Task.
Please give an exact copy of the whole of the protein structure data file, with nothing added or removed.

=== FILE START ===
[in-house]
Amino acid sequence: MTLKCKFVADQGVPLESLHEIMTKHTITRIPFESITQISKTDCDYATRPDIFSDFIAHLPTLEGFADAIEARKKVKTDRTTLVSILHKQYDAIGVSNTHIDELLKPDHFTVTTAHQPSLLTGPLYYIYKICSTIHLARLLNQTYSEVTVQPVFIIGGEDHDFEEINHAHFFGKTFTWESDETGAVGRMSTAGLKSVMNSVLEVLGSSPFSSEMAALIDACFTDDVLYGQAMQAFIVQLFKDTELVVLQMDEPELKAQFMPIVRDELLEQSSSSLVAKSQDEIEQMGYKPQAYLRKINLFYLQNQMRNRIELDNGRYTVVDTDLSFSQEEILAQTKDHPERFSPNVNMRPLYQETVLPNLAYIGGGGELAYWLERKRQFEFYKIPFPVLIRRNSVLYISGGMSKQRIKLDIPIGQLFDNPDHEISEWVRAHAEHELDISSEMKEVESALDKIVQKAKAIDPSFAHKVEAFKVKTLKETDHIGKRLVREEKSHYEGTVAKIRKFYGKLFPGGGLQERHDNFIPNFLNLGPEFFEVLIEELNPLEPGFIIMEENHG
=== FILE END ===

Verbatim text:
[in-house]
Amino acid sequence: MTLKCKFVADQGVPLESLHEIMTKHTITRIPFESITQISKTDCDYATRPDIFSDFIAHLPTLEGFADAIEARKKVKTDRTTLVSILHKQYDAIGVSNTHIDELLKPDHFTVTTAHQPSLLTGPLYYIYKICSTIHLARLLNQTYSEVTVQPVFIIGGEDHDFEEINHAHFFGKTFTWESDETGAVGRMSTAGLKSVMNSVLEVLGSSPFSSEMAALIDACFTDDVLYGQAMQAFIVQLFKDTELVVLQMDEPELKAQFMPIVRDELLEQSSSSLVAKSQDEIEQMGYKPQAYLRKINLFYLQNQMRNRIELDNGRYTVVDTDLSFSQEEILAQTKDHPERFSPNVNMRPLYQETVLPNLAYIGGGGELAYWLERKRQFEFYKIPFPVLIRRNSVLYISGGMSKQRIKLDIPIGQLFDNPDHEISEWVRAHAEHELDISSEMKEVESALDKIVQKAKAIDPSFAHKVEAFKVKTLKETDHIGKRLVREEKSHYEGTVAKIRKFYGKLFPGGGLQERHDNFIPNFLNLGPEFFEVLIEELNPLEPGFIIMEENHG